Business Consultant - Web Strategy
Refreshed IT Calgary, Canada

Robert Middlestetter said...

Marc,

I have a concern about insisting that Social Media should have an ROI. Because we should be communicating in a “helpful” manner with potential consumers (customers) asking them to take a sales lead action seems too commercial. In fact it could be the kiss of death in establishing dialogue.

While social media has great value in building relationships and gathering consumer (or customer) information, the media remains on the outer circle as an effective lead generation tool. For us, Social Media is an exciting new way to publish one’s views and invite real-time constructive comment. People engage in the conversation when it’s relevant to them. Discovering relevancy is very valuable in marketing, however monetizing that relevancy is virtually impossible.

Perhaps we would be more effective if we use Social Media in a role that is more aligned with its true value—gathering consumer (customer) insights and becoming relevant to the reader.

Robert Middlestetter
President/CEO
Concept Company
Dayton, Ohio
www.conceptcompany.com

Marc Hausman said...

@Robert -- thanks for comment on my post.

We're going to have to agree to disagree. I understand your view that the value in social media resides in the ability to create community and conversation (while gathering market insight). That is certainly important.

However, my experience has been that when you attach success to measurable benchmarks in lead generation, sales support and SEO there is a more compelling business case for corporate leadership to fund social media.

Davina said...

It's going to vary, case by case, per client, per project. And campaign: some are more about customer service, others brand management, other SM campaigns are about sales and lead generation.

I do think the newness of SM plays a factor in patience, but smart people are developing different models for measuring ROI in social media. There's not one right way, but there needs to be benchmarks and measurable objective in any campaign.

Brian Doyle | Business Development Director, DME said...

Marc,

I enjoyed your blog. I would agree that social media CAN be more forgiving - but I don't believe that's always the case.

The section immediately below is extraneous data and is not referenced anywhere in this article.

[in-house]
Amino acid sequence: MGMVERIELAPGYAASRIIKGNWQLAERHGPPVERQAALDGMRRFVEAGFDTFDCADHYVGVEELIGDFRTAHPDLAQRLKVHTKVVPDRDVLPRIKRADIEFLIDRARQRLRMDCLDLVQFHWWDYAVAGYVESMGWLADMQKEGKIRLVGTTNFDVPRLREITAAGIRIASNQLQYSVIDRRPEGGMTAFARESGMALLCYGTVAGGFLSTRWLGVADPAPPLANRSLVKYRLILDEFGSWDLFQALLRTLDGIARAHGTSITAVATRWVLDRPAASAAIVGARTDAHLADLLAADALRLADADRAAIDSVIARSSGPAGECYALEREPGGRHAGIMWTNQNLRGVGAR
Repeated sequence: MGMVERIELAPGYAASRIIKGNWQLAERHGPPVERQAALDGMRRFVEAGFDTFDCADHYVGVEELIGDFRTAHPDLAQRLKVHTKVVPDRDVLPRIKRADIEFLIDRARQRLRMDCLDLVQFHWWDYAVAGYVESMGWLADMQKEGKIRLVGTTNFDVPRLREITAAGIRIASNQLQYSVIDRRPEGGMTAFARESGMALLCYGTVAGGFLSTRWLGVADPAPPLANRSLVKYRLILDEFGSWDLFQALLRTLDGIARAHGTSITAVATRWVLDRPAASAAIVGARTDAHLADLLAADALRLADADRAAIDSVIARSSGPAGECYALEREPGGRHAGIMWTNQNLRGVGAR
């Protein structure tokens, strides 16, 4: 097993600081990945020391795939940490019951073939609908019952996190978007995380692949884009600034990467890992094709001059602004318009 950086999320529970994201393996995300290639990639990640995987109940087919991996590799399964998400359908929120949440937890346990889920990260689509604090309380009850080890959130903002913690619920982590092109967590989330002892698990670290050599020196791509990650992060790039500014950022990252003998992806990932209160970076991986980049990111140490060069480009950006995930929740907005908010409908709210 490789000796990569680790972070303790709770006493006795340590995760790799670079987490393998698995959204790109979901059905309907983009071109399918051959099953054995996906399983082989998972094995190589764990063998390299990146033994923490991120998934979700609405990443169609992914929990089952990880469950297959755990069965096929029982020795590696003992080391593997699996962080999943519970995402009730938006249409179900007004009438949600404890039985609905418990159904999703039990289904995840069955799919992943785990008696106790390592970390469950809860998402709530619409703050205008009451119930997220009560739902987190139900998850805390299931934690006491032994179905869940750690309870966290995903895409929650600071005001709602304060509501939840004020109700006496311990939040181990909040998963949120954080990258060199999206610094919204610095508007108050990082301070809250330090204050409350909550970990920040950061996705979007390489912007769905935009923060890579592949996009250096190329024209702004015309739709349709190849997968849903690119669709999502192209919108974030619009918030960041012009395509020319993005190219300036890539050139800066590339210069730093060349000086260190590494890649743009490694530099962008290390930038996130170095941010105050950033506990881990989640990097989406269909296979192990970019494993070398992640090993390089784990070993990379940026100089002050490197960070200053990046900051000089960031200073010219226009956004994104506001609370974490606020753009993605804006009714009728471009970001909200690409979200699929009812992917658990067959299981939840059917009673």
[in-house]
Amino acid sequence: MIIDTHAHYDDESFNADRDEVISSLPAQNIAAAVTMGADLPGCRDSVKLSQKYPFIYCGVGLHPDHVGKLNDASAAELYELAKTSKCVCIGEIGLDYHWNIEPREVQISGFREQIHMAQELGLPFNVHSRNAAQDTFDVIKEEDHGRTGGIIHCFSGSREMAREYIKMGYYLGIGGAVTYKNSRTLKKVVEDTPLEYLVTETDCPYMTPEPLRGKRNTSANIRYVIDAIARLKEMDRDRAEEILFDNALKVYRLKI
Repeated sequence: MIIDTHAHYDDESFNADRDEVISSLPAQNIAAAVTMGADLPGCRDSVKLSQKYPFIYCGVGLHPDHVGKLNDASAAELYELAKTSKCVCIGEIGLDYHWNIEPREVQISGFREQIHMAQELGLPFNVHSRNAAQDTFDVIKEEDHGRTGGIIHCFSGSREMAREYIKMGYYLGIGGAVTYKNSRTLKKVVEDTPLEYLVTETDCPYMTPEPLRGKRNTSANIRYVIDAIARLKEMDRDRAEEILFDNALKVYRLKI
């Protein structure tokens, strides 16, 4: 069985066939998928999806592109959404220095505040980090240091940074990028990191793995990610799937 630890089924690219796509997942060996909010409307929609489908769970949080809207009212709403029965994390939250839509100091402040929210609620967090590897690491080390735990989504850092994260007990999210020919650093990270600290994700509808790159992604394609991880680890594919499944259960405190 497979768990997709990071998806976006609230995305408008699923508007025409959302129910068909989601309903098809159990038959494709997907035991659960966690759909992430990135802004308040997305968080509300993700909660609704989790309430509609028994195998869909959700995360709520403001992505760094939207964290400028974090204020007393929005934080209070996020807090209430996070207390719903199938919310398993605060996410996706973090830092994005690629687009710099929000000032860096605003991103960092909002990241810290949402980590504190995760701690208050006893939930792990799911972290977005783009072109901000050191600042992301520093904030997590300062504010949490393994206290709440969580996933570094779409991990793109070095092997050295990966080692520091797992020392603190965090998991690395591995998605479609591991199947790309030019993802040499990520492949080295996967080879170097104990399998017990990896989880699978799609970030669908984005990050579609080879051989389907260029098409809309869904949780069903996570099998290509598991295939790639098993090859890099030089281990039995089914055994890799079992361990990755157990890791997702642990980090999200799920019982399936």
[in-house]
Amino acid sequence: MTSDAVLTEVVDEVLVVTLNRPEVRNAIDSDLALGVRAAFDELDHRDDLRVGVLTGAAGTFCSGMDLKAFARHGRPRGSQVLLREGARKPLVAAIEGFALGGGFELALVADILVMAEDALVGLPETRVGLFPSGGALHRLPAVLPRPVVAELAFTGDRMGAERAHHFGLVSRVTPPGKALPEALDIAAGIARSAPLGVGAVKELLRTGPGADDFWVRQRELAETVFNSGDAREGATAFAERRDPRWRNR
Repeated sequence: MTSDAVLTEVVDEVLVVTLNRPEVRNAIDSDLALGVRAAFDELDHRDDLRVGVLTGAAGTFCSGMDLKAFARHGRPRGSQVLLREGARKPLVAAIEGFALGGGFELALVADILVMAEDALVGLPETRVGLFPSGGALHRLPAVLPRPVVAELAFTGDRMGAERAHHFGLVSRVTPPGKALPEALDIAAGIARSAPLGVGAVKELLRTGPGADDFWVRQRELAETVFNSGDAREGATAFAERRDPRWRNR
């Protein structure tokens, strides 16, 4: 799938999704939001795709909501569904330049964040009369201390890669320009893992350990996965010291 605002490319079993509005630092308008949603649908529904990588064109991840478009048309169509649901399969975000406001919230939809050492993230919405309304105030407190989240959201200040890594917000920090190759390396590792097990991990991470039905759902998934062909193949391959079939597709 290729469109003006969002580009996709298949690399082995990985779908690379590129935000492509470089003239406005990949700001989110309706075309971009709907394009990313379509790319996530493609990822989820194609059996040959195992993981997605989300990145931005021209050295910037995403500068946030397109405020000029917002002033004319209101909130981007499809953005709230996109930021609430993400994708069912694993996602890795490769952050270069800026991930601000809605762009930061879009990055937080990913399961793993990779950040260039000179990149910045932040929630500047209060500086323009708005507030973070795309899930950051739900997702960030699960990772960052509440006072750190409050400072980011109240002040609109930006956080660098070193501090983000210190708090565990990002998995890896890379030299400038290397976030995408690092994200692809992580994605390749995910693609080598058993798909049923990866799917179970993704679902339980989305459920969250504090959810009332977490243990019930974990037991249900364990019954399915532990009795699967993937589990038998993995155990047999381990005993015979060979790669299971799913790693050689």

When a campaign blows up in your face, the more traditional forms of direct marketing tend to limit the damage; this is not so with social media, where the effects can go far beyond the intended audience in no time at all. How many millions of people saw the Dominos youtube disaster before the company was able to get some sort of handle on it?

Christine Mikel said...

Although sales is continually pushing marketing to develop qualified leads, I believe that social media is a better fit for building brand awareness and generating buzz...and shouldn't be forced into the same ROI box. David Meerman Scott has an interesting point of view on this in his book "World Wide Rave". You can check it out at: http://www.davidmeermanscott.com/books_wwr.htm or follow him on Twitter: @dmscott

Rod Stobo said...

In traditional marketing, there is a construct that's well understood by both marketer and target, and has been honed now over decades.

In social marketing, there is no such construct, and it could be said that it's 180 degrees from that of traditional marketing. Even in a business-friendly environment like LinkedIn, it is considered "spam" if you dare suggest that you would like to sell something. So, it becomes a cultural thing like a mating ritual, where we all circle around each other, waiting for the signals that it's okay to take it to the next level.

Over time, social media will become overrun with people trying to do business on them, which will, in turn, turn off some of the users, who will seek other platforms as refuge, further fracturing the landscape.

Because social media platforms are currently "free", there's really little point in trying to apply ROI (it would have to be based on opportunity cost or on labor, as opposed to hard cost). So, to answer your question, I would say, yes, it does allow us time to refine and adapt, but as we get better, it will only serve to poison the well, I fear.